As part of the Greenup County Fiscal Court’s annual expenses, the court approved the first reading of an ordinance that allots up to $1.5 million for blacktopping damaged county roads.

    April 15, 2014

  • Nursing home reports drug theft to APD

    Woodland Oaks Health Care Facility, 1820 Oakview Road, on Monday reported the theft of 30 hydrocodone tablets from a secured area within the nursing home.

    April 15, 2014

  • Devices left from previous construction discovered

    All four lanes of U.S. 23 were shut down for nearly two hours Tuesday following the discovery of old explosives on a hillside rock cut.
    The devices apparently were left over from a previous construction project and were discovered by a crew working on the new Ironton-Russell Bridge, Russell Police Chief Tim Wilson said.

    April 15, 2014

  • Boyd walk to raise awareness of autism

    The differences in the nine children in Carla Malone’s classroom are striking.
    A few can talk, but some won’t make a sound and others jabber apparent nonsense sounds.
    There are playful children and those who keep to themselves. Some of the children can read and do other academic tasks. Schoolwork for others means matching pictures and doing exercises to develop fine motor skills, like learning to hold a pencil.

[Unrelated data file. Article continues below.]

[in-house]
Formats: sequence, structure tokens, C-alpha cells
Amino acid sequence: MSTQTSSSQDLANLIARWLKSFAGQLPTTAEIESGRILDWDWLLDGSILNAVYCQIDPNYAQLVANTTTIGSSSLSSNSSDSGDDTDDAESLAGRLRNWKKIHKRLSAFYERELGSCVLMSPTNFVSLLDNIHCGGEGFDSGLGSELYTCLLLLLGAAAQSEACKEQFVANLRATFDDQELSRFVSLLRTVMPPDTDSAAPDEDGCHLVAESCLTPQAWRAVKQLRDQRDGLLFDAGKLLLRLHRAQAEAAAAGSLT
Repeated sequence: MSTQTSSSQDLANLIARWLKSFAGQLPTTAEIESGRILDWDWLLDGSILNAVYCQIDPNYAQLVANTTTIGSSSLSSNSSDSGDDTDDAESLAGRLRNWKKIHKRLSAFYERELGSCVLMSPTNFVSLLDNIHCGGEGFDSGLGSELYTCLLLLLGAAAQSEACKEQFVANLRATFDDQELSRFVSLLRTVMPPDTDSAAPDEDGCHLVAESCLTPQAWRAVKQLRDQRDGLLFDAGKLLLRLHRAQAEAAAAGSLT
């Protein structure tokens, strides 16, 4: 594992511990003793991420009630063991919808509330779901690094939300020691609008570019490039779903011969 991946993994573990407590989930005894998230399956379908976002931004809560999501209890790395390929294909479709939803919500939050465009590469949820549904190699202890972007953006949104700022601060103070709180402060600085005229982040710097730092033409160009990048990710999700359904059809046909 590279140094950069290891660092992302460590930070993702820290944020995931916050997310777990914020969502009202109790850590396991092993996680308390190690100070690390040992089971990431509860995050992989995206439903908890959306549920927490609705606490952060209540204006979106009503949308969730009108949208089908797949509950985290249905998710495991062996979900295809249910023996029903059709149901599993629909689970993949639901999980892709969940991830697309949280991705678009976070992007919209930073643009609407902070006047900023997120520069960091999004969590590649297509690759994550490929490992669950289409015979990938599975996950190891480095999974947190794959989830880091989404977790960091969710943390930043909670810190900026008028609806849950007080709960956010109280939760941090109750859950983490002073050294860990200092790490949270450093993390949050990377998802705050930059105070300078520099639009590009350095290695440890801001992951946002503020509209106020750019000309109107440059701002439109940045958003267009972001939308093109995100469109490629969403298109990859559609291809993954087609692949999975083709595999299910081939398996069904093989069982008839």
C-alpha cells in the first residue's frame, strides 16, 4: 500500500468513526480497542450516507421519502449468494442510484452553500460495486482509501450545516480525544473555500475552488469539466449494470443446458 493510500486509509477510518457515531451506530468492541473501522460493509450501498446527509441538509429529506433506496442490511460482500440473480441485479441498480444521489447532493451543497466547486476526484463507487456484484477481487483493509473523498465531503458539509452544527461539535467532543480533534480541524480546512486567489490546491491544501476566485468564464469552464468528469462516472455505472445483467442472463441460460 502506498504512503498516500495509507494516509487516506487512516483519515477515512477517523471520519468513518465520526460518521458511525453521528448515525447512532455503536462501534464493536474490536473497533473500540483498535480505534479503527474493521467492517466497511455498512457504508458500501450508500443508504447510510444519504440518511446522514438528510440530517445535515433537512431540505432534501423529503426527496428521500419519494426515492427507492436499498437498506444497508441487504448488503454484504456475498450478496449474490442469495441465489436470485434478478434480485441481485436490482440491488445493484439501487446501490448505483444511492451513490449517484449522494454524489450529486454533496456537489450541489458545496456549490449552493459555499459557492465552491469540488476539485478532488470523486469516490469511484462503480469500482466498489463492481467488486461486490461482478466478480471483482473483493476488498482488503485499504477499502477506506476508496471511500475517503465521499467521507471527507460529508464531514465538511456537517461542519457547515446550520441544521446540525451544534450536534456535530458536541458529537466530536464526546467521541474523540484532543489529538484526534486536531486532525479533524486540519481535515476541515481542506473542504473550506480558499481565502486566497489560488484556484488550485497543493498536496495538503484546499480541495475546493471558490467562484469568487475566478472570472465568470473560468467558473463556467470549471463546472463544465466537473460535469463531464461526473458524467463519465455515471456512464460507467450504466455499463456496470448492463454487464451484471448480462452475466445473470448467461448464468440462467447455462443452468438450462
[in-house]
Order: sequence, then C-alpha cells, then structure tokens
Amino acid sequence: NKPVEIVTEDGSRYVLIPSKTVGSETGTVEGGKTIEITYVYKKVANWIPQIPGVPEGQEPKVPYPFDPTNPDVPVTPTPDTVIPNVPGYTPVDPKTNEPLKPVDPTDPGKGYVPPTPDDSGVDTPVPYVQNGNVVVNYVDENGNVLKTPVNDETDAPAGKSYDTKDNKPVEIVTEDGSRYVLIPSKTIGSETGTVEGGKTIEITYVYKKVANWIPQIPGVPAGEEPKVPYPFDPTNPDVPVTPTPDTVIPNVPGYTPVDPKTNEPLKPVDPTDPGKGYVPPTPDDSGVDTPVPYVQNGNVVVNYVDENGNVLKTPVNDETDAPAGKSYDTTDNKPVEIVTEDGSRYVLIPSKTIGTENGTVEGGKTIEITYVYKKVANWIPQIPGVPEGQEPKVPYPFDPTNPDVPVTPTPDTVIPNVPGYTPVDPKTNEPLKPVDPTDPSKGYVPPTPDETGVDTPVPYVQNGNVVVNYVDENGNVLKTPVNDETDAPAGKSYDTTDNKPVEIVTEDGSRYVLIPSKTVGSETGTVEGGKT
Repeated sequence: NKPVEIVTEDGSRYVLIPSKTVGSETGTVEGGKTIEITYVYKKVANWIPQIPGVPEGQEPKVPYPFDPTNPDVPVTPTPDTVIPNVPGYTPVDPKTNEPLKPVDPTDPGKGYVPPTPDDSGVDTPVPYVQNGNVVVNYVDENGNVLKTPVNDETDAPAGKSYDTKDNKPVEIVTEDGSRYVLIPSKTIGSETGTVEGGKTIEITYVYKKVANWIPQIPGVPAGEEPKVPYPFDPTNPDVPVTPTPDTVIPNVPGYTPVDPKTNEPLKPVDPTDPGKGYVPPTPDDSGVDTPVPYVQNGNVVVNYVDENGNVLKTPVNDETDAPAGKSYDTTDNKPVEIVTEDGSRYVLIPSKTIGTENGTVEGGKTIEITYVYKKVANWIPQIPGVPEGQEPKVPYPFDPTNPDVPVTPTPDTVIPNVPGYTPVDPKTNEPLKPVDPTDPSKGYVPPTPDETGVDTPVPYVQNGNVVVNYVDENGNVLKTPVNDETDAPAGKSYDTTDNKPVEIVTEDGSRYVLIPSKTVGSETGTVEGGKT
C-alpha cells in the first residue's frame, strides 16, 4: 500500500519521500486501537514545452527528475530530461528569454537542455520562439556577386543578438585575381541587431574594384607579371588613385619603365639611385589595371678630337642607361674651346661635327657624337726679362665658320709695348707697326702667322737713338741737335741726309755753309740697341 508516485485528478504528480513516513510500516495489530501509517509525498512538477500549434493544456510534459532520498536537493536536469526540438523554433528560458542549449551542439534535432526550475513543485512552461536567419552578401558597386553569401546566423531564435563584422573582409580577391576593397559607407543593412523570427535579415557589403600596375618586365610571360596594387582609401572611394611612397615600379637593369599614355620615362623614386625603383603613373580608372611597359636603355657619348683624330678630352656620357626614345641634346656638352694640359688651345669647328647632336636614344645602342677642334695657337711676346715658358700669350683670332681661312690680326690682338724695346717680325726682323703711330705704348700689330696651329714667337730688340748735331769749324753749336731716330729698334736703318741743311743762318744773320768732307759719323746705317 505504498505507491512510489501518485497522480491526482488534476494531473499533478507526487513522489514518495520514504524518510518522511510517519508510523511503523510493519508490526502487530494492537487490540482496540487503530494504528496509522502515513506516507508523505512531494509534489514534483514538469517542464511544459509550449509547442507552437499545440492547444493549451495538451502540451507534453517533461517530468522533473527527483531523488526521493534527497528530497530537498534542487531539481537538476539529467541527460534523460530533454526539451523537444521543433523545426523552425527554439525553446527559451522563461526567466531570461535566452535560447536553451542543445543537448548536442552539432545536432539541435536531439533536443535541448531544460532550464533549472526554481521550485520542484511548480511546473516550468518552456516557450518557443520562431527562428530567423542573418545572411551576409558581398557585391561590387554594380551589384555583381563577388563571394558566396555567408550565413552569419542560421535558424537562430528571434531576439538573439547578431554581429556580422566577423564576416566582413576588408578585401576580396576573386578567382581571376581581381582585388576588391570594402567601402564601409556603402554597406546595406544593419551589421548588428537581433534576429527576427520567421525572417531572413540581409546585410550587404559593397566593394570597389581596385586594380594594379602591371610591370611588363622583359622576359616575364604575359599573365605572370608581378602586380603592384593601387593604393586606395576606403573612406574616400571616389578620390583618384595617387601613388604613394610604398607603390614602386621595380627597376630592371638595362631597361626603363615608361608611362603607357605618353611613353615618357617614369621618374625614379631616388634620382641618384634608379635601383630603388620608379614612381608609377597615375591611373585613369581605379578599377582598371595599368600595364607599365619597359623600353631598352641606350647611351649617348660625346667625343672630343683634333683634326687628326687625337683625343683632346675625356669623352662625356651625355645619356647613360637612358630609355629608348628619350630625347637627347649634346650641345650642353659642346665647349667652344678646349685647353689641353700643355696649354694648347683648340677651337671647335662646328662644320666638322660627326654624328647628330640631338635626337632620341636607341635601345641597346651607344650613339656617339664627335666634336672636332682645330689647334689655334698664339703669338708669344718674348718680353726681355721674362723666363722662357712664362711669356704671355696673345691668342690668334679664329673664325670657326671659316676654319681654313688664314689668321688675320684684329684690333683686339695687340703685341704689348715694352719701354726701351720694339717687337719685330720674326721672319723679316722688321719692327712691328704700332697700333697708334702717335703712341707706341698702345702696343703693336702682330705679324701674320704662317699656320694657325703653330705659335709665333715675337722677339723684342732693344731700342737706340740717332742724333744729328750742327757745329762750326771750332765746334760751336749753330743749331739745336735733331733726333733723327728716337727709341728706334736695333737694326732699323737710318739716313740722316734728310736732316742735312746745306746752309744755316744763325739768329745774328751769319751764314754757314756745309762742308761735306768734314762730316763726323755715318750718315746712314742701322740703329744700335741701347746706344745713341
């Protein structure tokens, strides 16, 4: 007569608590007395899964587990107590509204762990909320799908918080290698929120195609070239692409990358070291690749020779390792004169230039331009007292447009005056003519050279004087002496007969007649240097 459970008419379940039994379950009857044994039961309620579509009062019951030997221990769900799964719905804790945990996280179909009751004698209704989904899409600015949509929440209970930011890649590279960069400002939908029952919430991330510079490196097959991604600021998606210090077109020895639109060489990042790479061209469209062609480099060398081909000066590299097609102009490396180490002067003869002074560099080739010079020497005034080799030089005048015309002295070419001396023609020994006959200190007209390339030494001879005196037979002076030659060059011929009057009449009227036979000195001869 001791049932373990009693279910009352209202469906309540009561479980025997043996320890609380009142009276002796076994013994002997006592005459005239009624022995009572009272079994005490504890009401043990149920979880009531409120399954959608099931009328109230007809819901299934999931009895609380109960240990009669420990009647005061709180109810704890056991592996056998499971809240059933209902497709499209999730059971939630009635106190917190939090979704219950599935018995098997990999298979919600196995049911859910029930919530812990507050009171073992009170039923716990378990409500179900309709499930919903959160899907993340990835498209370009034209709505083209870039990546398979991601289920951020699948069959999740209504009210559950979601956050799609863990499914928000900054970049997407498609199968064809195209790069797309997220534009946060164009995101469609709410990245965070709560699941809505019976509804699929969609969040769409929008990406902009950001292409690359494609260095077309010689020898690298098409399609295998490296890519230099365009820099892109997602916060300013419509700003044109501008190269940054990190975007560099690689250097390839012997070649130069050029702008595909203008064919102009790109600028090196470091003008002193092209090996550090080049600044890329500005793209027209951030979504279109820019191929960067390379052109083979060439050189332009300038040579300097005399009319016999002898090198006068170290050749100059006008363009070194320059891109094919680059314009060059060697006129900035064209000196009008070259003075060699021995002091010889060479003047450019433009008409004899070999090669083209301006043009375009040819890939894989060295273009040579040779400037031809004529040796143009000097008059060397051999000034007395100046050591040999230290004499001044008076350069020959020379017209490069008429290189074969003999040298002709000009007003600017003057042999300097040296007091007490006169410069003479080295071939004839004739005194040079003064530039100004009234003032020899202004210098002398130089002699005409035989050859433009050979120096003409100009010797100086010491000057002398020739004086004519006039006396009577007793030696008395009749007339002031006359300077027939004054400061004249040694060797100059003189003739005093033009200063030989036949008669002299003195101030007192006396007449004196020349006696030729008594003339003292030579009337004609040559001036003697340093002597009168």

April 15, 2014

  • Grimes outpaces McConnell in first quarter

    Democratic U.S. Senate candidate Alison Lundergan Grimes has again outpaced her likely Republican general election opponent, incumbent Mitch McConnell, in fundraising during the first quarter — but she remains well behind McConnell in total fundraising and cash on hand.

    April 15, 2014

  • 0416explosives0166 copy.jpg UPDATE: U.S. 23 reopened; explosives eliminated

    More information on the U.S. 23 closure from the the Kentucky Department of Highways.

    April 15, 2014 1 Photo

  • BREAKING: Explosives find shuts down U.S. 23

    All four lanes of U.S. 23 have been shut down to the discovery of undetonated explosives on a hillside, authorities said.

    April 15, 2014

Featured Ads
Seasonal Content
AP Video
Hyperlocal Search
Premier Guide
Find a business

Walking Fingers
Maps, Menus, Store hours, Coupons, and more...
Premier Guide
AP basketball
SEC Zone